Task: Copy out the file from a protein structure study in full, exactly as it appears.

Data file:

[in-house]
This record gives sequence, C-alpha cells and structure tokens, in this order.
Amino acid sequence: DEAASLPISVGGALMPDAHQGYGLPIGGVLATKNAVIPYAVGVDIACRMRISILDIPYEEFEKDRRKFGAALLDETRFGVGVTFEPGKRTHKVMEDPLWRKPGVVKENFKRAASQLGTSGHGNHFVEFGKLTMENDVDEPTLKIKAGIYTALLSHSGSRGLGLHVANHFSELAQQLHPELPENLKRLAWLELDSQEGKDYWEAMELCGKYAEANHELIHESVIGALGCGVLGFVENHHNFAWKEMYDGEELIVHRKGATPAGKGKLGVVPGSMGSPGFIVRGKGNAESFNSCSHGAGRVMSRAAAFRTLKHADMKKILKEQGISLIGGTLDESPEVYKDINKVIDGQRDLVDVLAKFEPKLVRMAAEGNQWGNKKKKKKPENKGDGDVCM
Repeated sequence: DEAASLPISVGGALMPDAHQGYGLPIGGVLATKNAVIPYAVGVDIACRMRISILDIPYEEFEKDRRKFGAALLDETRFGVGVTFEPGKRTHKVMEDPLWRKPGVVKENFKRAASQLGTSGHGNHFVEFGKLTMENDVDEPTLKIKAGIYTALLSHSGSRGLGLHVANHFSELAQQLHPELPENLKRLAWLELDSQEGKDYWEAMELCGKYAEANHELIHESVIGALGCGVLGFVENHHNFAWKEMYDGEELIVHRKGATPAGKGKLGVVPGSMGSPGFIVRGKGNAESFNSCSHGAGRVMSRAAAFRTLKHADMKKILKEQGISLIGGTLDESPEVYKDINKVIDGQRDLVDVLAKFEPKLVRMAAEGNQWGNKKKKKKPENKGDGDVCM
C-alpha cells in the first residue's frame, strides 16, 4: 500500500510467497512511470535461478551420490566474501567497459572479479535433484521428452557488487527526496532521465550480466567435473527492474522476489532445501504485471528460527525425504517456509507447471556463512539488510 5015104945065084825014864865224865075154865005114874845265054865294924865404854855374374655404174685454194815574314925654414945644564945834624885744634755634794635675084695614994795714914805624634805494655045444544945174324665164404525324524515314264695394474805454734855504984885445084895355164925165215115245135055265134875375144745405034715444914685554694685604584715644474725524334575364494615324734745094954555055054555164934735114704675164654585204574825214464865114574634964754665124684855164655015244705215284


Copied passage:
[in-house]
This record gives sequence, C-alpha cells and structure tokens, in this order.
Amino acid sequence: DEAASLPISVGGALMPDAHQGYGLPIGGVLATKNAVIPYAVGVDIACRMRISILDIPYEEFEKDRRKFGAALLDETRFGVGVTFEPGKRTHKVMEDPLWRKPGVVKENFKRAASQLGTSGHGNHFVEFGKLTMENDVDEPTLKIKAGIYTALLSHSGSRGLGLHVANHFSELAQQLHPELPENLKRLAWLELDSQEGKDYWEAMELCGKYAEANHELIHESVIGALGCGVLGFVENHHNFAWKEMYDGEELIVHRKGATPAGKGKLGVVPGSMGSPGFIVRGKGNAESFNSCSHGAGRVMSRAAAFRTLKHADMKKILKEQGISLIGGTLDESPEVYKDINKVIDGQRDLVDVLAKFEPKLVRMAAEGNQWGNKKKKKKPENKGDGDVCM
Repeated sequence: DEAASLPISVGGALMPDAHQGYGLPIGGVLATKNAVIPYAVGVDIACRMRISILDIPYEEFEKDRRKFGAALLDETRFGVGVTFEPGKRTHKVMEDPLWRKPGVVKENFKRAASQLGTSGHGNHFVEFGKLTMENDVDEPTLKIKAGIYTALLSHSGSRGLGLHVANHFSELAQQLHPELPENLKRLAWLELDSQEGKDYWEAMELCGKYAEANHELIHESVIGALGCGVLGFVENHHNFAWKEMYDGEELIVHRKGATPAGKGKLGVVPGSMGSPGFIVRGKGNAESFNSCSHGAGRVMSRAAAFRTLKHADMKKILKEQGISLIGGTLDESPEVYKDINKVIDGQRDLVDVLAKFEPKLVRMAAEGNQWGNKKKKKKPENKGDGDVCM
C-alpha cells in the first residue's frame, strides 16, 4: 500500500510467497512511470535461478551420490566474501567497459572479479535433484521428452557488487527526496532521465550480466567435473527492474522476489532445501504485471528460527525425504517456509507447471556463512539488510 5015104945065084825014864865224865075154865005114874845265054865294924865404854855374374655404174685454194815574314925654414945644564945834624885744634755634794635675084695614994795714914805624634805494655045444544945174324665164404525324524515314264695394474805454734855504984885445084895355164925165215115245135055265134875375144745405034715444914685554694685604584715644474725524334575364494615324734745094954555055054555164934735114704675164654585204574825214464865114574634964754665124684855164655015244705215284